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Angus endorsement gives Dewar momentum in NDP campaign

NDP MP Charlie Angus speaks during Question Period in the House of Commons on Dec. 12, 2011.

Sean Kilpatrick/Sean Kilpatrick/The Canadian Press

Ottawa MP Paul Dewar has rolled out some impressive endorsements this week in his bid to succeed Jack Leader of the NDP.

On Friday, Charlie Angus, the veteran MP from Timmins–James Bay who is his party's ethics critic and who drew public attention this fall to the deplorable conditions in Attawapiskat, announced that Mr. Dewar had his support.

"Paul is a person who connects with families and their priorities and I believe he's the best leader to carry on Jack's work and win the next 70 seats needed to form an NDP majority," Mr. Angus said in a new release. "He brings to the table the kind of ideas, energy and leadership that a majority of Canadians are looking for from their government."

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That followed the nod Thursday by Linda Duncan, the only NDP MP in Alberta who is the party's aboriginal affairs critic and who is well known for her environmental activism.

The crowded field of candidates means endorsement announcements are made almost every day. But it is something of a coup to garner the support of two incumbent MPs and two of the people who have become major players in caucus.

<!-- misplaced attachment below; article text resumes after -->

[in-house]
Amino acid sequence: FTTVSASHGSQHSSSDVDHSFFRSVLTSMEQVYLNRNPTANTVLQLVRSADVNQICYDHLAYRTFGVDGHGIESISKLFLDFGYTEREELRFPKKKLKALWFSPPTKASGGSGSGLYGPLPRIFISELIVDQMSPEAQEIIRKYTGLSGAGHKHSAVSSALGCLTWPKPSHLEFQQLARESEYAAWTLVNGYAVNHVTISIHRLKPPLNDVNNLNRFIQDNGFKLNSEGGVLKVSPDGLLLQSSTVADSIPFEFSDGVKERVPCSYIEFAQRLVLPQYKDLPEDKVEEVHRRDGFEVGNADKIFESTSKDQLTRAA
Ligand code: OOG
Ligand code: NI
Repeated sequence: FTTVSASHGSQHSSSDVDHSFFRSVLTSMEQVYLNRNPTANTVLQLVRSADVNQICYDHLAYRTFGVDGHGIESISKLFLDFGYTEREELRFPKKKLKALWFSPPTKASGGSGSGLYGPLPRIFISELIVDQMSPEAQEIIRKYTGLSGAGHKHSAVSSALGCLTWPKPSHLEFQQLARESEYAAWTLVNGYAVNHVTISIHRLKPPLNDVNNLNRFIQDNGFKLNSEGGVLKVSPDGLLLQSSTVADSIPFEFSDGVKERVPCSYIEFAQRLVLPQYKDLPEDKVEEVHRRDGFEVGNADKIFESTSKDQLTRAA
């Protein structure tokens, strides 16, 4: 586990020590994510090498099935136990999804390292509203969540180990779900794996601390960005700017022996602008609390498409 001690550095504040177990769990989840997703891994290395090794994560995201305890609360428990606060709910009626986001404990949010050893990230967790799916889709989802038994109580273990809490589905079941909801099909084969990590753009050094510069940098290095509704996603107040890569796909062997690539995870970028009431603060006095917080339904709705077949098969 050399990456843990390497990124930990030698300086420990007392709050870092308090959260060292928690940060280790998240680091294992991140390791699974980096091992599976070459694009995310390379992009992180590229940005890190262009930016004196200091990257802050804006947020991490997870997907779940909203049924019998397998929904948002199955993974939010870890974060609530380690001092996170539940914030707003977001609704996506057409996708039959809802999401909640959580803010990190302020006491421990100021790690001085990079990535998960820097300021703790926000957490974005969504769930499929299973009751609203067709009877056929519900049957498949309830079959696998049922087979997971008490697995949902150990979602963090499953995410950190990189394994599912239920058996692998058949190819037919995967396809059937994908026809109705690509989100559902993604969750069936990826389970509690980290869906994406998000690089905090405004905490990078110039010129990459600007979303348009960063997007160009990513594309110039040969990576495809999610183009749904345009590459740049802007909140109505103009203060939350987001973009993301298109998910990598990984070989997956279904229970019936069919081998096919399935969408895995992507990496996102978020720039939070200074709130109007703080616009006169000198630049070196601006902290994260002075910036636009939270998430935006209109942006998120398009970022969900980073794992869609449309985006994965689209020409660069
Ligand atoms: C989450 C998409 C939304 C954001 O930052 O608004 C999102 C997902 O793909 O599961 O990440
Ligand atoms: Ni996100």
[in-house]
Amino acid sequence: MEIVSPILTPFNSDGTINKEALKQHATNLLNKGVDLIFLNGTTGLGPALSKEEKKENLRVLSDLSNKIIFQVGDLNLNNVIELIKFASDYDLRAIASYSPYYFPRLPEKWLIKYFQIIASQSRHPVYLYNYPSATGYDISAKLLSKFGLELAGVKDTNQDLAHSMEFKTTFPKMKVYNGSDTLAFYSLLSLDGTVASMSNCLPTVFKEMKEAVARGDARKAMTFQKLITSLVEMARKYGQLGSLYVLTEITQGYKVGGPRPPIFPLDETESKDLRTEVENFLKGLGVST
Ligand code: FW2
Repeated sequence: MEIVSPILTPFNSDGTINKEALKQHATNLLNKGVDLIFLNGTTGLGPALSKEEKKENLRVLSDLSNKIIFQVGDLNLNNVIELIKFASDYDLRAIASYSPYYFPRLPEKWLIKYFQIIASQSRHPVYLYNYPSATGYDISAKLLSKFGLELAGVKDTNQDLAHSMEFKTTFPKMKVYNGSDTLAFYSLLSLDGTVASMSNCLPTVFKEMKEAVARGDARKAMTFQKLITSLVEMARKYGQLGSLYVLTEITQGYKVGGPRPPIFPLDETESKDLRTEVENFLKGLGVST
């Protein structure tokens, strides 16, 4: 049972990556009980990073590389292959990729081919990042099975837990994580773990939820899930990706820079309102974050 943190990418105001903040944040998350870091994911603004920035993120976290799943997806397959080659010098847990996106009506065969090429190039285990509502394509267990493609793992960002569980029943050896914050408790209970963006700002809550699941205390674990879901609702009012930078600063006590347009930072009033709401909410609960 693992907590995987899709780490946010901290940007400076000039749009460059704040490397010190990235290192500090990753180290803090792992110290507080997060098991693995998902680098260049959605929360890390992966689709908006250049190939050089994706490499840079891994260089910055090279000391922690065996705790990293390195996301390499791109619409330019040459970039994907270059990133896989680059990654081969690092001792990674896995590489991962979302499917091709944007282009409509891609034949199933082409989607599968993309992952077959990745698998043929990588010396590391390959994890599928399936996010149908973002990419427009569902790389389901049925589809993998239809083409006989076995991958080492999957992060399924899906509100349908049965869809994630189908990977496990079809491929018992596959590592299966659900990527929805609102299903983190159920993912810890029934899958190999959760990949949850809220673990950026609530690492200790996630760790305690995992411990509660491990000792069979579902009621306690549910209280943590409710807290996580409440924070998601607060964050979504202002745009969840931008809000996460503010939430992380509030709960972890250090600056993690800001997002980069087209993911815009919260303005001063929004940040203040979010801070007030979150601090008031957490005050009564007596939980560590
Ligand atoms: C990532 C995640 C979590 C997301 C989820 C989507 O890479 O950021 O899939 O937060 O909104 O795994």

Meanwhile, Peggy Nash, a Toronto MP who is also vying to lead the new Democrats, released proposals on Friday that she says would make Canada a global leader in innovation.

"The Harper Conservatives' approach to innovation is that it will just happen without strategic leadership, without promotion, without targeted support to the private sector," Ms. Nash said in her release. "This complacency has failed Canada. I know we can do better."

She says she would, among other things, launch a new Canada Innovation Fund to help pay for research and development projects at high-tech firms, expand investment tax credits to companies that invest in high-tech machinery and equipment, and help commercialize research and development that takes place in Canadian universities and other public institutions.

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